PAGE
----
Alcohol may have some heart-healthy benefits, but excess drinking can lead to weight gain and put you at greater risk for additional health problems.
Drinking a moderate amount of alcohol (one serving for women; two servings for men) per day may offer some heart-healthy benefits. For example, moderate drinking can reduce your risk of coronary artery disease, as well as the risk of death from heart disease. It can also increase your HDL “good” cholesterol.
All alcohol seems to have some benefit, but thanks to the nutrient density of grapes (especially their deep-colored skins), red wine offers extra antioxidants, including resveratrol.
It’s important to understand that the positive research linking alcohol consumption and improved heart health is based on moderate, appropriate drinking. If you drink heavily (up and beyond the recommended daily dose) you will increase your risk of disease, including high blood pressure, and high triglycerides. If you currently have high triglycerides, even small amounts of alcohol can elevate them further. Therefore, people with high triglycerides should avoid alcohol altogether or imbibe only on special occasions.
Alcohol provides empty calories, and can contribute to weight gain. However, there are some tricks you can take advantage of if you want to cut out some of the calories. First, alternate alcoholic beverages with a noncaloric, nonalcoholic drink (a glass of water, seltzer, or club soda). Second, watch out for sugary mixers — added fruit juices, sodas, sour mixes, and simple syrups that can top off your glass with a whole lot of extra calories. And finally, know when to stop. Alcohol can lower your inhibitions, which means you may find yourself eating or drinking more than you wanted to. For the sake of your health (and your weight), be vigilant about limiting your alcohol intake.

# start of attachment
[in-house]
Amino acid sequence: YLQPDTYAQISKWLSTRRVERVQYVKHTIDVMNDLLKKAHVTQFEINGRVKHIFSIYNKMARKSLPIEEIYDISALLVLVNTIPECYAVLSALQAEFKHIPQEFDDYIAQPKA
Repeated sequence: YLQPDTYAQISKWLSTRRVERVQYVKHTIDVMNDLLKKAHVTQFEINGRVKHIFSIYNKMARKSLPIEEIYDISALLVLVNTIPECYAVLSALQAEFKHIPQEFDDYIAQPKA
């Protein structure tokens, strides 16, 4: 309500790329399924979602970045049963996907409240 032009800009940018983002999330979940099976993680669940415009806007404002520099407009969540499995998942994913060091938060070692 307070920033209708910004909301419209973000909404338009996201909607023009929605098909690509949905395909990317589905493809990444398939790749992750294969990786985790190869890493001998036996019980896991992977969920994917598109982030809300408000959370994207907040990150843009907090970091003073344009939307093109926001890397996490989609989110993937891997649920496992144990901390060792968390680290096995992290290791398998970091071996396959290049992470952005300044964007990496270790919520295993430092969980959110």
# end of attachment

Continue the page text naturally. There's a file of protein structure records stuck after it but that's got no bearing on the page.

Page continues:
Heavy drinking can weaken bones and raise your risk of osteoporosis. Alcohol consumption may also increase the risk of cataracts, especially in smokers. Since alcohol interferes with the body’s ability to clear uric acid, drinking — especially beer — raises the risk of gout. And don’t think you can use alcohol to help fight insomnia. A couple of drinks may make you sleepy initially, but alcohol will end up causing poor quality sleep, often characterized by repeated awakenings during the night.
Drinking alcohol can also affect women’s PMS symptoms. For example, it may increase breast tenderness. It may also lower blood sugar, which is likely to worsen mood symptoms.
Alcohol, especially beer, red wine, sherry, and vermouth may be a migraine trigger. Alcohol can also trigger IBS symptoms in some people.